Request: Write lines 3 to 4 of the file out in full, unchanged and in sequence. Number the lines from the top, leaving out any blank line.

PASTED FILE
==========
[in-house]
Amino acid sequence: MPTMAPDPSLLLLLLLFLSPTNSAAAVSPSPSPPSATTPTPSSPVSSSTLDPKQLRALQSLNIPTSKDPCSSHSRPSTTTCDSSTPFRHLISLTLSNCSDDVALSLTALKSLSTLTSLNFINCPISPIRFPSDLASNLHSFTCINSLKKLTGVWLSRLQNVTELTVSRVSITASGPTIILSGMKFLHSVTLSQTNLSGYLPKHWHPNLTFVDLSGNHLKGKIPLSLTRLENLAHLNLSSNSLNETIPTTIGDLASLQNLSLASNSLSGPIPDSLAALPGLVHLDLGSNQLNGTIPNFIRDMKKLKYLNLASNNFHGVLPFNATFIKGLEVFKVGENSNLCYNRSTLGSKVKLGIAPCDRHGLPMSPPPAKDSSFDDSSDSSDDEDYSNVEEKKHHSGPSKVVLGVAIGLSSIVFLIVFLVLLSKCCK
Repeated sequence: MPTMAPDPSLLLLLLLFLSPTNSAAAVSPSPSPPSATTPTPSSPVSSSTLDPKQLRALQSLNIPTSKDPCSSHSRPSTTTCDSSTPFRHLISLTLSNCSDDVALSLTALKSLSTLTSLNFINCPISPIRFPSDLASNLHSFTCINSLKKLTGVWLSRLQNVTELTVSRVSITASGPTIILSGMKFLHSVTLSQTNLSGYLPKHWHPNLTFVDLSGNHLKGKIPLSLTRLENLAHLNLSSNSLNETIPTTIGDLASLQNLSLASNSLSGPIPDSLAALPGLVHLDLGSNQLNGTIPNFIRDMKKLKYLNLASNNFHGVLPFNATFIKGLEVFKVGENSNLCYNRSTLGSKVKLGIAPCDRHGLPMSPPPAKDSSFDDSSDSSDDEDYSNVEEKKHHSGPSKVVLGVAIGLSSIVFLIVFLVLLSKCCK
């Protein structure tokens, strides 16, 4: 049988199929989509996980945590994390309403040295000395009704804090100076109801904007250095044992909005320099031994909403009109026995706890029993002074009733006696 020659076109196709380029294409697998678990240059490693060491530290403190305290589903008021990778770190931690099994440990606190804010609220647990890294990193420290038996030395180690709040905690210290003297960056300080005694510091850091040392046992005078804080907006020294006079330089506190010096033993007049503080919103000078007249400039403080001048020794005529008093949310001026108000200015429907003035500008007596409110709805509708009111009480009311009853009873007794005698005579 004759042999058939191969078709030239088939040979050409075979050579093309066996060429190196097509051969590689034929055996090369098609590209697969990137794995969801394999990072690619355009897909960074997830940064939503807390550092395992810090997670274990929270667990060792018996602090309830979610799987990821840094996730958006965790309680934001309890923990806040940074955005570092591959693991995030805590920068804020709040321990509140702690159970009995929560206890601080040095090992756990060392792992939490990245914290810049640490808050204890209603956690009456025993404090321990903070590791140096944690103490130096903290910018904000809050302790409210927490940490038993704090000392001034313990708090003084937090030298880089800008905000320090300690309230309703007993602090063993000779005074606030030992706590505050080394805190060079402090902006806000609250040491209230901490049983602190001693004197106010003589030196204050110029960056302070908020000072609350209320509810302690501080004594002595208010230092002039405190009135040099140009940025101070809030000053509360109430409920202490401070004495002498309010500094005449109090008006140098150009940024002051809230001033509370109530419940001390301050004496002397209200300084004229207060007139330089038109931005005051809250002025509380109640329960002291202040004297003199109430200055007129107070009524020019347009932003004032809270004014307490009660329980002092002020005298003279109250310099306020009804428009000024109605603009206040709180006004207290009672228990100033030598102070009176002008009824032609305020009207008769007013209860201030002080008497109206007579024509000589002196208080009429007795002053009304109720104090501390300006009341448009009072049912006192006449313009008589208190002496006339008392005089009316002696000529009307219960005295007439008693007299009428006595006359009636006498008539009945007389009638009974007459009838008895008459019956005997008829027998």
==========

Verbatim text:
Repeated sequence: MPTMAPDPSLLLLLLLFLSPTNSAAAVSPSPSPPSATTPTPSSPVSSSTLDPKQLRALQSLNIPTSKDPCSSHSRPSTTTCDSSTPFRHLISLTLSNCSDDVALSLTALKSLSTLTSLNFINCPISPIRFPSDLASNLHSFTCINSLKKLTGVWLSRLQNVTELTVSRVSITASGPTIILSGMKFLHSVTLSQTNLSGYLPKHWHPNLTFVDLSGNHLKGKIPLSLTRLENLAHLNLSSNSLNETIPTTIGDLASLQNLSLASNSLSGPIPDSLAALPGLVHLDLGSNQLNGTIPNFIRDMKKLKYLNLASNNFHGVLPFNATFIKGLEVFKVGENSNLCYNRSTLGSKVKLGIAPCDRHGLPMSPPPAKDSSFDDSSDSSDDEDYSNVEEKKHHSGPSKVVLGVAIGLSSIVFLIVFLVLLSKCCK
């Protein structure tokens, strides 16, 4: 049988199929989509996980945590994390309403040295000395009704804090100076109801904007250095044992909005320099031994909403009109026995706890029993002074009733006696 020659076109196709380029294409697998678990240059490693060491530290403190305290589903008021990778770190931690099994440990606190804010609220647990890294990193420290038996030395180690709040905690210290003297960056300080005694510091850091040392046992005078804080907006020294006079330089506190010096033993007049503080919103000078007249400039403080001048020794005529008093949310001026108000200015429907003035500008007596409110709805509708009111009480009311009853009873007794005698005579 004759042999058939191969078709030239088939040979050409075979050579093309066996060429190196097509051969590689034929055996090369098609590209697969990137794995969801394999990072690619355009897909960074997830940064939503807390550092395992810090997670274990929270667990060792018996602090309830979610799987990821840094996730958006965790309680934001309890923990806040940074955005570092591959693991995030805590920068804020709040321990509140702690159970009995929560206890601080040095090992756990060392792992939490990245914290810049640490808050204890209603956690009456025993404090321990903070590791140096944690103490130096903290910018904000809050302790409210927490940490038993704090000392001034313990708090003084937090030298880089800008905000320090300690309230309703007993602090063993000779005074606030030992706590505050080394805190060079402090902006806000609250040491209230901490049983602190001693004197106010003589030196204050110029960056302070908020000072609350209320509810302690501080004594002595208010230092002039405190009135040099140009940025101070809030000053509360109430409920202490401070004495002498309010500094005449109090008006140098150009940024002051809230001033509370109530419940001390301050004496002397209200300084004229207060007139330089038109931005005051809250002025509380109640329960002291202040004297003199109430200055007129107070009524020019347009932003004032809270004014307490009660329980002092002020005298003279109250310099306020009804428009000024109605603009206040709180006004207290009672228990100033030598102070009176002008009824032609305020009207008769007013209860201030002080008497109206007579024509000589002196208080009429007795002053009304109720104090501390300006009341448009009072049912006192006449313009008589208190002496006339008392005089009316002696000529009307219960005295007439008693007299009428006595006359009636006498008539009945007389009638009974007459009838008895008459019956005997008829027998």